Have you ever wondered why venture capital (VC) firms appear to invest largely in B2B rather than consumer startups?
Are they more profitable and quicker to generate revenue? Do they pose less risk, or do they have lower failure rates? The truth is actually none of these.
The major reason is simply that the volume of B2B businesses exceeds B2C both online and offline, and VC portfolios generally reflect these statistics. Other factors may come into play such as technical expertise within VC firms but most investors are very interested in early-stage consumer tech businesses.
Finding the next Instagram, Tinder or Facebook is an exciting prospect, however evaluating the potential of an early-stage consumer business requires a different approach and expectations.
The key difference is that the metrics a VC analyst uses to assess a consumer tech investment opportunity is largely focused on engagement levels. By this I mean how quickly and how enthusiastically consumers are adopting the technology, how many people are installing an app, downloading the software and how many users are active.
Investors want to know whether these users are active on a daily, weekly or monthly basis and the amount of the platform functionality they are using.
Instagram has over one billion active users and half of these users are active every day. Its rise has been nothing short of meteoric.
Launched in 2010, millions of people quickly adopted this technology that enabled them to take photos with a grainy iPhone 4 camera, apply a filter and suddenly their photos had the “cool factor.” Engagement was high from the outset. Within two months of launch Instagram tipped the scales with one million users. A year later this soared to 10 million, and by 2013 around 90 million people were using the platform.
It wasn’t until three years after launch that Instagram started to monetise its platform and introduced paid advertising. Undoubtedly it had long had its sights on potential revenue models and knew that its high levels of engagement would be in demand by advertisers. It was just a matter of timing.
When Instagram began to introduce advertising it reassured its users that it would “start slow” in a statement issued at the time, “Seeing photos and videos from brands you don’t follow will be new, so we’ll start slow. We’ll focus on delivering a small number of beautiful, high-quality photos and videos from a handful of brands that are already great members of the Instagram community.”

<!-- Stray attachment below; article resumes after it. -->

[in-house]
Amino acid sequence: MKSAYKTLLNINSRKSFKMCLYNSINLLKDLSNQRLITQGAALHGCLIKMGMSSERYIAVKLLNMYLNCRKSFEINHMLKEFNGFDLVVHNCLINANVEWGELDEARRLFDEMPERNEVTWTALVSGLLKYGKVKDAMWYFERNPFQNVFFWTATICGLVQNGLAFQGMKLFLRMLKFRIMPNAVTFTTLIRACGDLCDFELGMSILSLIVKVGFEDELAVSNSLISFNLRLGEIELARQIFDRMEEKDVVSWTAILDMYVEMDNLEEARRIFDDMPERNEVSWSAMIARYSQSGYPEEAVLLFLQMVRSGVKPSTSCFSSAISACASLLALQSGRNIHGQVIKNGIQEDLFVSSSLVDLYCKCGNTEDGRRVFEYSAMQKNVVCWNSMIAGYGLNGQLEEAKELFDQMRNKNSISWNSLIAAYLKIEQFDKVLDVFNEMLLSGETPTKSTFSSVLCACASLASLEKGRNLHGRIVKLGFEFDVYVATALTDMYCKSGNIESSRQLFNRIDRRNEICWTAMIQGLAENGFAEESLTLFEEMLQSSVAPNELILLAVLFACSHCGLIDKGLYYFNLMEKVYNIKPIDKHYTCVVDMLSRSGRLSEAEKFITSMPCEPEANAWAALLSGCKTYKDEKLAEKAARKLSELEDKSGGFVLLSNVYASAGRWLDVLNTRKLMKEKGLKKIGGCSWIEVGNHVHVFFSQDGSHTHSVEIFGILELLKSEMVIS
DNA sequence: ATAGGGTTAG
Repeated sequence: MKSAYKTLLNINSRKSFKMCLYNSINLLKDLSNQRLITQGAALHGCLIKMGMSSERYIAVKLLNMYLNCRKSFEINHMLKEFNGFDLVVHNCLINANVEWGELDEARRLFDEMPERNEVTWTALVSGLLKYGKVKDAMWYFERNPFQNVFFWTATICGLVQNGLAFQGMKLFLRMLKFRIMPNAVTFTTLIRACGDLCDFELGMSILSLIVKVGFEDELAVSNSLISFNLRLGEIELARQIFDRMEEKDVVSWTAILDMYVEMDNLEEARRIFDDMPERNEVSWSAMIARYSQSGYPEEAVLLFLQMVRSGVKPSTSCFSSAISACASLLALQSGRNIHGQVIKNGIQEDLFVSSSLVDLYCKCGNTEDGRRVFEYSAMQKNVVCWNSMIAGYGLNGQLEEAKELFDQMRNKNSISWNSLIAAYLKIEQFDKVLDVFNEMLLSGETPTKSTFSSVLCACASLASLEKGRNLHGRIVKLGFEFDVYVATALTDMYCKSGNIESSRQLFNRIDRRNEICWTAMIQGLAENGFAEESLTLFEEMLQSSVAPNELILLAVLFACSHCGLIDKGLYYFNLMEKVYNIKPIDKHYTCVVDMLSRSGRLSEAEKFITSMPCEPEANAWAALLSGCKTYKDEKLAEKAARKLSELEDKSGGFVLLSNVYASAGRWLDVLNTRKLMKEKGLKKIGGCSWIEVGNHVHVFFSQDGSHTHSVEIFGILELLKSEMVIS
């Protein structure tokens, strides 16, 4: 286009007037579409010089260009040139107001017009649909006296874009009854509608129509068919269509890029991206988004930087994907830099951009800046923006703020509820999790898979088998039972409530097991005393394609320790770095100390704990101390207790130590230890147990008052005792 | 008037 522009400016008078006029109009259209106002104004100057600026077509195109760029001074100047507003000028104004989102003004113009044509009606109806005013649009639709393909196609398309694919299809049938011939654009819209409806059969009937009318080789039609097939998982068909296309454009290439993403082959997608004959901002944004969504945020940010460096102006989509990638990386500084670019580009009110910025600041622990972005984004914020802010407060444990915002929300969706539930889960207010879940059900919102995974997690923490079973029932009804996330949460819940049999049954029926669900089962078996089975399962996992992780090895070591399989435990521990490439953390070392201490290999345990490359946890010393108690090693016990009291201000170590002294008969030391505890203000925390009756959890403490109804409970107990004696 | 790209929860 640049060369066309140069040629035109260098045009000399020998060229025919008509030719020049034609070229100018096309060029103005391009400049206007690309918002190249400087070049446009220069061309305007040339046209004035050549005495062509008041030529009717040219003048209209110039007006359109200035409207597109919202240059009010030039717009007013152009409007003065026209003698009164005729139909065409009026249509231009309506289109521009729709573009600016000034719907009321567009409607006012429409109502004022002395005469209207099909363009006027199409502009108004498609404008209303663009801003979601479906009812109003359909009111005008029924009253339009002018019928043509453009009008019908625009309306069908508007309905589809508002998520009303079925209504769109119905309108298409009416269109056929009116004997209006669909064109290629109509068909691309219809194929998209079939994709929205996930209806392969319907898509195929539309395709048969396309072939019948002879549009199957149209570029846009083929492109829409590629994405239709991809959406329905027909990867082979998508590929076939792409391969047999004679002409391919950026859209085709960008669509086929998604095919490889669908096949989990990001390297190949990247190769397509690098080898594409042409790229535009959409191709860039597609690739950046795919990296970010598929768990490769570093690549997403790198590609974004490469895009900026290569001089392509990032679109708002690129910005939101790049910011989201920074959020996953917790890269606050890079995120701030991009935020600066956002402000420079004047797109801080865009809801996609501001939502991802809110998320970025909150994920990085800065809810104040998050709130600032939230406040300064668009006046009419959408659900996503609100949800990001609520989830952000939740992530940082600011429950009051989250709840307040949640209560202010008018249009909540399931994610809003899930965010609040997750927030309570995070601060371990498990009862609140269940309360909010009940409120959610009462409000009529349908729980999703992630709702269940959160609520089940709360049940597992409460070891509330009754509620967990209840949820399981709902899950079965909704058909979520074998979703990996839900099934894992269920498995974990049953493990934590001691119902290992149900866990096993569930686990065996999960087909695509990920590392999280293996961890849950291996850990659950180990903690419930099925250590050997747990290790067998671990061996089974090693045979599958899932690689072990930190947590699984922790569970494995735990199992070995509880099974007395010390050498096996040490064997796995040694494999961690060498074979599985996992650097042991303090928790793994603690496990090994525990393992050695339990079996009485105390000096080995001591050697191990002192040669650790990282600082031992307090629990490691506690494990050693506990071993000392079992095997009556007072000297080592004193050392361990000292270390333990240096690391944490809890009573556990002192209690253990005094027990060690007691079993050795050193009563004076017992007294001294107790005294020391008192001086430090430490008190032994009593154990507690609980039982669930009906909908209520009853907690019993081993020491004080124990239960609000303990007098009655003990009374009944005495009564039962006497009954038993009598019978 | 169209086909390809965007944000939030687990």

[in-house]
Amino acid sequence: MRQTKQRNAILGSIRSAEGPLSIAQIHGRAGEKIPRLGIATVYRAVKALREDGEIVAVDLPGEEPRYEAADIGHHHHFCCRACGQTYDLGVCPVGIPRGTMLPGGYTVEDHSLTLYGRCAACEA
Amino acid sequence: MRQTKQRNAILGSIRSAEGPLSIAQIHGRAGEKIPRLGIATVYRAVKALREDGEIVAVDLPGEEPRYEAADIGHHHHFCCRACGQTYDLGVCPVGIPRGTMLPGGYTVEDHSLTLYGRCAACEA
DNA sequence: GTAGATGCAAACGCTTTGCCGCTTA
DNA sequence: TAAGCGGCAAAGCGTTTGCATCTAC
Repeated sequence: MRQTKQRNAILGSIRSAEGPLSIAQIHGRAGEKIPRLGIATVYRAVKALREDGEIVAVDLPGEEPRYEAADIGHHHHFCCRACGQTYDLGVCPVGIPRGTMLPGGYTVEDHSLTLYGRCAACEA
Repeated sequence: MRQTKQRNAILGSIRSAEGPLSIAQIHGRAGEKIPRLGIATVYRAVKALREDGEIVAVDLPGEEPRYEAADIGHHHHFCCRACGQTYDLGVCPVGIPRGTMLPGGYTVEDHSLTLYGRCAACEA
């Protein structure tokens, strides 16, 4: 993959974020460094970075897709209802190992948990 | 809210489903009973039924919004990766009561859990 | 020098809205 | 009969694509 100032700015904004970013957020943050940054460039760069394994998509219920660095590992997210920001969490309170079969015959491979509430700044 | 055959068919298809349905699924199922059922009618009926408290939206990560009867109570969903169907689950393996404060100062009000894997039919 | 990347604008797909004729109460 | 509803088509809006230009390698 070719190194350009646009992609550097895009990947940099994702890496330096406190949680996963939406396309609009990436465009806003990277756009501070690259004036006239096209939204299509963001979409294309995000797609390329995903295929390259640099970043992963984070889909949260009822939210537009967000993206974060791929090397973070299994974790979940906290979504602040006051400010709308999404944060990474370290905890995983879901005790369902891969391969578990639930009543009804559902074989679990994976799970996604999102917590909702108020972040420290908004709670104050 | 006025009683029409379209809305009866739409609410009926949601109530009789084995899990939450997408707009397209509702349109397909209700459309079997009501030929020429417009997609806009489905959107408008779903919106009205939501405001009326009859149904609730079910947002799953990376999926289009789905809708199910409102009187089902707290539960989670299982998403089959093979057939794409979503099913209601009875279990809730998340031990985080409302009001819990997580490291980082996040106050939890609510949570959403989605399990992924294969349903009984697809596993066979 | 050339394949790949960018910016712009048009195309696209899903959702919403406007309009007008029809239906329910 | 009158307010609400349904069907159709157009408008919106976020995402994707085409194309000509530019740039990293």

Instagram went to great lengths to reassure users and the #boycottinstagram movement of the time never gained traction.
These days Facebook doesn’t segment Instagram’s revenue but eMarketer last year estimated that Instagram would make $US5.48 billion in 2018 from advertising revenue. It also estimated that Instagram ad revenue accounted for 28.2% of Facebook’s mobile ad revenue.
When writing a cheque to Instagram’s founders in 2010, venture capitalist Steve Anderson would not have been at all concerned by a lack of revenue because engagement was so high. And his safe bet of $250,000 returned him $120 million when Facebook bought Instagram for $1 billion some years later.
Tinder also started with a focus on strong engagement. Dating and finding love was not a new idea but when Tinder launched in 2012 it made the process more like a game and it quickly took off.
Tinder now boasts 50 million users, 20% of whom use the platform daily but most importantly its 4.1 imillion paying users are forecast to earn the business $800 million in revenue this year.
Although Tinder was launched as a free service its early investors would have been looking for these potential revenue models. The subscriber model used by Tinder has been hugely successful delivering significant quarter-on-quarter increases in the number of paying subscribers as users pay to unlock more functionality.
Tinder Gold and Tinder Plus offer features such as unlimited likes, the ability to take back an accidental swipe and better profile visibility for a fee. And this is paying dividends for investors and early stage investors who acknowledged the potential.
It is clear that revenue takes a back seat to engagement in early-stage consumer tech startups, however founders must have a clear idea of where the revenue will come from and a timeframe in place.
Most early-stage investors will see the value in a business that has captured a concentrated vertical audience that is of interest to advertisers, has the potential to be monetised through a subscription model or a business that can sell leads or data. And they also understand that the larger the audience the easier this will be.
This is something that most VC investors will swipe right to be a part of.
- Benjamin Chong is a partner at venture capital firm Right Click Capital, investors in high-growth technology businesses.